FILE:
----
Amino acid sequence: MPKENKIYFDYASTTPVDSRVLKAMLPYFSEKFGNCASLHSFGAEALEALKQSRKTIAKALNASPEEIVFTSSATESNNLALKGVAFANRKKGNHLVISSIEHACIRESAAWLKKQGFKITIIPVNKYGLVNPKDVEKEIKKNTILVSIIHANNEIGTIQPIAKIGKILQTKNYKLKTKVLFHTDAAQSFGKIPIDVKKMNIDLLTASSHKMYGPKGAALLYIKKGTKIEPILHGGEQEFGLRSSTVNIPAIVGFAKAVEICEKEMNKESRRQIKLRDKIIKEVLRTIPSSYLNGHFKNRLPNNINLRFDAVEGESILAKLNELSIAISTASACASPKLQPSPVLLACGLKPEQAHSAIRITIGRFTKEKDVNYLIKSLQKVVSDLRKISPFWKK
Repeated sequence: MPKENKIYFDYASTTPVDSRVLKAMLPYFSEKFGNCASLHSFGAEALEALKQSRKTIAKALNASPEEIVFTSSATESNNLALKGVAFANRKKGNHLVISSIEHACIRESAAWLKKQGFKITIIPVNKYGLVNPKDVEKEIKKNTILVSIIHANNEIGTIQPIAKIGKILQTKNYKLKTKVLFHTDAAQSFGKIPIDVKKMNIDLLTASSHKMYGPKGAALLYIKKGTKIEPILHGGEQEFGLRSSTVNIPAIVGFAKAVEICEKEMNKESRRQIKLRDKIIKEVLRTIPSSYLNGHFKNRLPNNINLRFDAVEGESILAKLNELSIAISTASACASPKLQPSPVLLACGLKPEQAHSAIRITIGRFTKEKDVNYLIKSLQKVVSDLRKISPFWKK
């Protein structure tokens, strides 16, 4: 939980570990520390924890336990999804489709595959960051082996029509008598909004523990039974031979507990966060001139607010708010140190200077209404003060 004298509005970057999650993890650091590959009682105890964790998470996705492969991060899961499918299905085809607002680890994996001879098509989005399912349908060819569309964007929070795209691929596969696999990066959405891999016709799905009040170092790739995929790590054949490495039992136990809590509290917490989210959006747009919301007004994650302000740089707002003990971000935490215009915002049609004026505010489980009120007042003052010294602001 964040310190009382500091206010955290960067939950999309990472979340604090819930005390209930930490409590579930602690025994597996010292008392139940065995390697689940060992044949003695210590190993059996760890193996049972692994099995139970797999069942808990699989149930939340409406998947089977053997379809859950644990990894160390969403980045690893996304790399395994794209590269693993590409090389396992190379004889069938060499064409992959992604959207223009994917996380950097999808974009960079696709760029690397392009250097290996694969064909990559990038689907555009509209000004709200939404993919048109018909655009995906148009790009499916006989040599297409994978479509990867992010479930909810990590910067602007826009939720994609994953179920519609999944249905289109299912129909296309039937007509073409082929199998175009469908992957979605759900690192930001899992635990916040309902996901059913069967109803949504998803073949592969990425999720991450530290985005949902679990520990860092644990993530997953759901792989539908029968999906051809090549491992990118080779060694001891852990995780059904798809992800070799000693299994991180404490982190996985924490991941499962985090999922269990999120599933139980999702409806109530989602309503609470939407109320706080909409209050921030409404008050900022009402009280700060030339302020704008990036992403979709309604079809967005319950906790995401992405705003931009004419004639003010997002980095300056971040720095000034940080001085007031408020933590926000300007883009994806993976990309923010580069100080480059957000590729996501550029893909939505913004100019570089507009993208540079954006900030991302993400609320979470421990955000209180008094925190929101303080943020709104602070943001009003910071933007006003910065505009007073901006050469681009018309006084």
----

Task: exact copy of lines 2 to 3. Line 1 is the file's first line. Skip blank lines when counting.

Repeated sequence: MPKENKIYFDYASTTPVDSRVLKAMLPYFSEKFGNCASLHSFGAEALEALKQSRKTIAKALNASPEEIVFTSSATESNNLALKGVAFANRKKGNHLVISSIEHACIRESAAWLKKQGFKITIIPVNKYGLVNPKDVEKEIKKNTILVSIIHANNEIGTIQPIAKIGKILQTKNYKLKTKVLFHTDAAQSFGKIPIDVKKMNIDLLTASSHKMYGPKGAALLYIKKGTKIEPILHGGEQEFGLRSSTVNIPAIVGFAKAVEICEKEMNKESRRQIKLRDKIIKEVLRTIPSSYLNGHFKNRLPNNINLRFDAVEGESILAKLNELSIAISTASACASPKLQPSPVLLACGLKPEQAHSAIRITIGRFTKEKDVNYLIKSLQKVVSDLRKISPFWKK
């Protein structure tokens, strides 16, 4: 939980570990520390924890336990999804489709595959960051082996029509008598909004523990039974031979507990966060001139607010708010140190200077209404003060 004298509005970057999650993890650091590959009682105890964790998470996705492969991060899961499918299905085809607002680890994996001879098509989005399912349908060819569309964007929070795209691929596969696999990066959405891999016709799905009040170092790739995929790590054949490495039992136990809590509290917490989210959006747009919301007004994650302000740089707002003990971000935490215009915002049609004026505010489980009120007042003052010294602001 964040310190009382500091206010955290960067939950999309990472979340604090819930005390209930930490409590579930602690025994597996010292008392139940065995390697689940060992044949003695210590190993059996760890193996049972692994099995139970797999069942808990699989149930939340409406998947089977053997379809859950644990990894160390969403980045690893996304790399395994794209590269693993590409090389396992190379004889069938060499064409992959992604959207223009994917996380950097999808974009960079696709760029690397392009250097290996694969064909990559990038689907555009509209000004709200939404993919048109018909655009995906148009790009499916006989040599297409994978479509990867992010479930909810990590910067602007826009939720994609994953179920519609999944249905289109299912129909296309039937007509073409082929199998175009469908992957979605759900690192930001899992635990916040309902996901059913069967109803949504998803073949592969990425999720991450530290985005949902679990520990860092644990993530997953759901792989539908029968999906051809090549491992990118080779060694001891852990995780059904798809992800070799000693299994991180404490982190996985924490991941499962985090999922269990999120599933139980999702409806109530989602309503609470939407109320706080909409209050921030409404008050900022009402009280700060030339302020704008990036992403979709309604079809967005319950906790995401992405705003931009004419004639003010997002980095300056971040720095000034940080001085007031408020933590926000300007883009994806993976990309923010580069100080480059957000590729996501550029893909939505913004100019570089507009993208540079954006900030991302993400609320979470421990955000209180008094925190929101303080943020709104602070943001009003910071933007006003910065505009007073901006050469681009018309006084």